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Scandal of nurses told sexual harassment ‘is all just part of the job’

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This Morning: Deidre Sanders discusses sexual harassment

More than half of those polled had been subject to verbal abuse while 37 percent had experienced physical incidents, such as being inappropriately touched by a patient or colleague. Some felt they had no choice but to put up with harassment, with one nurse saying her complaint was greeted by: “Well, that’s just part of the job”. A nurse who took part in the survey said: “The public think nurses are fair game, with comments about uniforms.

“This makes it hard to address, as these are our patients and visitors.

“But trusts need to do more and we need to change the public’s perception from the Carry On film image of nursing.”

Another revealed: “The response I got from my manager and colleagues was, ‘Well, that’s just part of the job’.

“It isn’t. It’s offensive and abusive and makes you scared to go to work.”

More than 2,300 nursing staff were surveyed by public service union Unison and Nursing Times magazine.

One in 10 said incidents of sexual harassment occurred “often”, 21 percent “occasionally” and 31 percent said there were “a few isolated incidents”.

Incidents occurred regardless of gender with 62 percent of female and 51 percent of male nursing staff encountering harassment.

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NHS staff have suffered physical and mental abuse (Image: Getty)

The most common form was verbal, with 56 percent experiencing inappropriate jokes, comments about appearance, invitations on a date, or questions about their private life.

Some 37 percent had experienced physical incidents including unwelcome touching, hugging or kissing, or invasion of personal space, and 29 percent experienced something visual, such as sexual gestures or staring. Almost three in five of those who had been harassed said it was by a patient, a quarter by medical colleagues, a quarter by other nursing colleagues and almost one in five by family and friends of patients.

Hilary Garratt, deputy chief nursing officer for England, said: “It is completely unacceptable for any member of staff to be subjected to abuse or harassment. We would encourage all affected staff to speak up so that we can provide the support they need.”

Almost three quarters of victims had not reported the incident to bosses. Others who did said they did not believe the issue was taken seriously and a third said not enough was being done to protect them in the workplace.

Hannah Reed, of the Royal College of Nursing, said: “Everyone should be treated with dignity and respect at work.

“Sexual harassment, or any form of bullying or harassment, is unacceptable.”

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Comment by Josie Irwin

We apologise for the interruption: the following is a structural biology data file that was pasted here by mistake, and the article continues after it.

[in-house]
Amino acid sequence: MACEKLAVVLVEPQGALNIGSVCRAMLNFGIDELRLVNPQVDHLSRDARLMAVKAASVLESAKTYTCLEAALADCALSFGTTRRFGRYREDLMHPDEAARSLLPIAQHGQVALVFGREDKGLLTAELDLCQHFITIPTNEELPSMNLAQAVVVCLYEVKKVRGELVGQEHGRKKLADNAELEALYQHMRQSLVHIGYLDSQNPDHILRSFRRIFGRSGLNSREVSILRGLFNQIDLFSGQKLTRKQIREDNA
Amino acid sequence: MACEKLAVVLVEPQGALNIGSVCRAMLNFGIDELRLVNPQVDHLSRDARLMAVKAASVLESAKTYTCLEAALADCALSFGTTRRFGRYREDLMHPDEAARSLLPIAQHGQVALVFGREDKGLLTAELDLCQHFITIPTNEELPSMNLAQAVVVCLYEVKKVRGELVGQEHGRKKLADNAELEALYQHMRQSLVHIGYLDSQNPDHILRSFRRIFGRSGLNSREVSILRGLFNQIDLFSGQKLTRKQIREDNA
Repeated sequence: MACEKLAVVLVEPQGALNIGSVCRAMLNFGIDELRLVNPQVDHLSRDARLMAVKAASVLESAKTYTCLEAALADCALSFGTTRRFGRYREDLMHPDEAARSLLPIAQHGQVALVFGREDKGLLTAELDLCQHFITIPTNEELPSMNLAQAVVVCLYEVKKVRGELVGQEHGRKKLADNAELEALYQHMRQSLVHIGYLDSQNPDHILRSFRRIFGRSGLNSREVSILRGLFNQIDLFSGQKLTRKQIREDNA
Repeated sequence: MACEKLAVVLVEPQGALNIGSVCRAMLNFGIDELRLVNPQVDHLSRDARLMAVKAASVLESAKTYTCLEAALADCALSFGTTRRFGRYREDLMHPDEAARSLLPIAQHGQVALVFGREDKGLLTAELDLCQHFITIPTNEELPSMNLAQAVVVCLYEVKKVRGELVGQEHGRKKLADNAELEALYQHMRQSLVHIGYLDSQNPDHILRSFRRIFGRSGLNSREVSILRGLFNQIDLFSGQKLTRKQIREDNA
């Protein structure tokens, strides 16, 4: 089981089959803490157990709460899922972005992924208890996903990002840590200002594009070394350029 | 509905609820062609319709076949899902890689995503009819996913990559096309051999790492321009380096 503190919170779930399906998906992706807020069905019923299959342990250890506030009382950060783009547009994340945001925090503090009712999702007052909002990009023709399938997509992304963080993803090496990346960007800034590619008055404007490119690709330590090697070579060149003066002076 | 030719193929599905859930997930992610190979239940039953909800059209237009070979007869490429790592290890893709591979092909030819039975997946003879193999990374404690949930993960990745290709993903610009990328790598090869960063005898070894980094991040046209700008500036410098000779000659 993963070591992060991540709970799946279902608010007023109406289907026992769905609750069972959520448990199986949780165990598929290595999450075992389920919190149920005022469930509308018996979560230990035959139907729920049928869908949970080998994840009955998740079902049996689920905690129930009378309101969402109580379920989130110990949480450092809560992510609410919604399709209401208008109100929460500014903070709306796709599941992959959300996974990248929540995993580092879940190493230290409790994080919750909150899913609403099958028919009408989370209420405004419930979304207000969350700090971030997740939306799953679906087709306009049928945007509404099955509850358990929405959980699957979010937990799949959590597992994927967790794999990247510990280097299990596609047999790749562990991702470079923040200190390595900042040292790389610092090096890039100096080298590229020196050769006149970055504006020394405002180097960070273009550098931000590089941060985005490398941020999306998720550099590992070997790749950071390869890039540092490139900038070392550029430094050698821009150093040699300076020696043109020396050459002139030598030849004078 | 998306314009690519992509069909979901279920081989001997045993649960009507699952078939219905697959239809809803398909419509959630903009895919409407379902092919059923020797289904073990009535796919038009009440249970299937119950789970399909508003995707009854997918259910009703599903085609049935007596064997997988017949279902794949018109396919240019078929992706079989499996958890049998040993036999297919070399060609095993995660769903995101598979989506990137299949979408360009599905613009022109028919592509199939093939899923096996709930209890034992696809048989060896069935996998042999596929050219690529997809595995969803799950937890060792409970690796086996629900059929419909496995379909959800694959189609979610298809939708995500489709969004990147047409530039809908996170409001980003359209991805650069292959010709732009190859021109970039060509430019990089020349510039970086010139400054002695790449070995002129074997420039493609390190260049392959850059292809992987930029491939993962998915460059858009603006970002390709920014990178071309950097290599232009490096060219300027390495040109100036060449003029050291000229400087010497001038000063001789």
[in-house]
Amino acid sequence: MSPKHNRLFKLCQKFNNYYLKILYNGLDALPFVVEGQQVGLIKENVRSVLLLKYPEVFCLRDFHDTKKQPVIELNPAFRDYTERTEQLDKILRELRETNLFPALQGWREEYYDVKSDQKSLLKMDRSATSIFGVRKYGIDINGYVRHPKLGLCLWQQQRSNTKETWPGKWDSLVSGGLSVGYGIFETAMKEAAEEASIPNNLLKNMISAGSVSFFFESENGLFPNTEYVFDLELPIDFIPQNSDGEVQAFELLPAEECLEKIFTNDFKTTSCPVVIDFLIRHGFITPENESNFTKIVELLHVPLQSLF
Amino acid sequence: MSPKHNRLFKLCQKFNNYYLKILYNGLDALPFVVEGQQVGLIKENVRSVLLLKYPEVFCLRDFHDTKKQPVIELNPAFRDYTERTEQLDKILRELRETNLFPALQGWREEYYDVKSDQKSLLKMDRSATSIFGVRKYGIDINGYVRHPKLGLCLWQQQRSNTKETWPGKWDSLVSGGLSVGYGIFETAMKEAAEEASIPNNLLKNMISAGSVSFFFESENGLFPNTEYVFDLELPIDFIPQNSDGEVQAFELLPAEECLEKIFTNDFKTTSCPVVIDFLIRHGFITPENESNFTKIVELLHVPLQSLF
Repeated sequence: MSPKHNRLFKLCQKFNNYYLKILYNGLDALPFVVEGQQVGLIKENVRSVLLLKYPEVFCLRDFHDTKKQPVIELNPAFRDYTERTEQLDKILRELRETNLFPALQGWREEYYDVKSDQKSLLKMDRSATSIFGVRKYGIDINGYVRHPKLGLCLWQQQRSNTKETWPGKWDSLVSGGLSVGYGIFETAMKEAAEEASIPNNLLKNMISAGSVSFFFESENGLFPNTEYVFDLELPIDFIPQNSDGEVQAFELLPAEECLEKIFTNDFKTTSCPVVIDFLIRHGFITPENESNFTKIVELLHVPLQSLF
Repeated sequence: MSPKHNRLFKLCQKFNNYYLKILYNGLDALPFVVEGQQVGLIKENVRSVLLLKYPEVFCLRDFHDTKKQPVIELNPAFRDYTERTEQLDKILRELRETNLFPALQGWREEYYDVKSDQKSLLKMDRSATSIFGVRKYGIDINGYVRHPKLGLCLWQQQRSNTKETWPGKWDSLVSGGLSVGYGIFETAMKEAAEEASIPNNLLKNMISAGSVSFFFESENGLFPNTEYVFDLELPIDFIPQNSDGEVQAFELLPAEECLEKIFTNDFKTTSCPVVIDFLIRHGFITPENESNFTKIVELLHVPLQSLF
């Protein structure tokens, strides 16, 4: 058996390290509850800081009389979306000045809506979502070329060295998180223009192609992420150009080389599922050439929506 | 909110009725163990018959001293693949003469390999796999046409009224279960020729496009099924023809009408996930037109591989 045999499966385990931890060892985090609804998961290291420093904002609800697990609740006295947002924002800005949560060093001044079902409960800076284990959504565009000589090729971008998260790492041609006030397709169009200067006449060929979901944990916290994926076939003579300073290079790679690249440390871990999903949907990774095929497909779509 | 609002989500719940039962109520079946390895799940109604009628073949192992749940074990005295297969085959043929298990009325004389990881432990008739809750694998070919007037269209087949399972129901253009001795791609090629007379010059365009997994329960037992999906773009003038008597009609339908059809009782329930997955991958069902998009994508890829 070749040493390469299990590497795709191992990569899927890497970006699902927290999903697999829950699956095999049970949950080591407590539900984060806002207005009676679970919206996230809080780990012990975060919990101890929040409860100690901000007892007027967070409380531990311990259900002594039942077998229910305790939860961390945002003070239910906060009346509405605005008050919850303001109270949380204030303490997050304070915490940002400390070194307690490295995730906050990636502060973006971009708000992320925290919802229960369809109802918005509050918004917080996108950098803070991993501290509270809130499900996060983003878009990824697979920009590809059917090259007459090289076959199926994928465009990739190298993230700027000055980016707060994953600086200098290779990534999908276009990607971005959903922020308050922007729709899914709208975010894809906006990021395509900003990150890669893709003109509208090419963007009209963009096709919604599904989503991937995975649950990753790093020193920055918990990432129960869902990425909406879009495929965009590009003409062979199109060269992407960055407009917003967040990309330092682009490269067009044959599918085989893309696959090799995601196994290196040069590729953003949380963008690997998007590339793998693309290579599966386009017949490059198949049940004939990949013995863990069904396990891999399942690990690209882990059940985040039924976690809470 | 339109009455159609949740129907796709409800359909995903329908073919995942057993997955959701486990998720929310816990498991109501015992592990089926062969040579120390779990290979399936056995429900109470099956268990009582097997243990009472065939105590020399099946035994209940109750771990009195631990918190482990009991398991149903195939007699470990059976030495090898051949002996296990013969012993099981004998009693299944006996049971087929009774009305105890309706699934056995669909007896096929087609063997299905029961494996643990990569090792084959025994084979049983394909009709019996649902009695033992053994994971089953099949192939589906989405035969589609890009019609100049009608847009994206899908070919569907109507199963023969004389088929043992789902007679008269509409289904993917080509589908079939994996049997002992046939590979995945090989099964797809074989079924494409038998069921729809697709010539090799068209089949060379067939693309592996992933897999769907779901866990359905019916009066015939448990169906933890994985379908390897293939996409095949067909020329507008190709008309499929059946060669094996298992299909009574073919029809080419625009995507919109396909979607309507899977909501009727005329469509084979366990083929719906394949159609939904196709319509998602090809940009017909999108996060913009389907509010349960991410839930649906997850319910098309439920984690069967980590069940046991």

Sexual harassment is against the law. However, for too many nurses it’s an unwanted daily reality.

Nurses are expected to put up with abusive behaviour because it is seen as “just part of the job”. For some it happens so frequently that it has become “normal”.

After gathering the experiences of more than 2,000 nursing staff and student​s, it’s clear lewd comments about personal appearance or private lives​, along with groping and inappropriate touching​, are all too common​. Incidents of sexual harassment are not isolated. Nor are they confined to a particular group of ​nurses’ daily contacts.

Half said the harassment had been from patients and their families ​or friends.

There were also many stories of inappropriate behaviour from work colleagues, including ​much more senior ones.

Around a quarter of those who had been harassed reported it, either because of worries about being taken seriously or they thought their employer wasn’t doing enough to protect staff.

It’s clear ​NHS trusts are not doing enough to protect employees from sexual harassment or encourage them to report abuse. It can have a devastating impact, often leading to ill-health and work-related stress, affecting both ​nurses’ work performance and personal lives. It can leave victims powerless, ashamed, hopeless and scared.

Managers and senior staff must take the lead to make clear sexual harassment is not tolerable. They must be trained to offer the right support to those experiencing it.

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NHS trusts ‘are not doing enough to protect employees’ (Image: Getty)

Throughout the pandemic, nurses have shown how much they care for us – it’s time more care was shown to them.

The culture of “just putting up with it” must end.

• Josie Irwin is a Unison national women’s officer

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One nurse revealed she has been the target of repeated shocking verbal and physical abuse from male patients.

She told the survey: “I helped a patient on weighing scales, bent over to fix them and he slapped my backside. I was blindsided and stunned.”

The long-suffering nurse added: “One patient asked could I wear high-heel boots.

“On another occasion I was in a busy office sorting out home visits for flu. A patient asked me to wear inappropriate clothes and wear red lipstick.

“He rang seven times…he asked me to tell him that I loved him. He asked me to kiss him when I arrived.”

After her manager intervened, the nurse stopped visiting the patient.

But another man’s behaviour left her in an awkward position. She said: “One particular patient commented how my husband was lucky because of the size of my breasts.

“I had to tell him that if he continued I would refuse to see him. It made me feel embarrassed but also bad… as he is a regular patient with long-term conditions.

“I feel very uncomfortable when I have to see him, but he won’t book with anyone else.”



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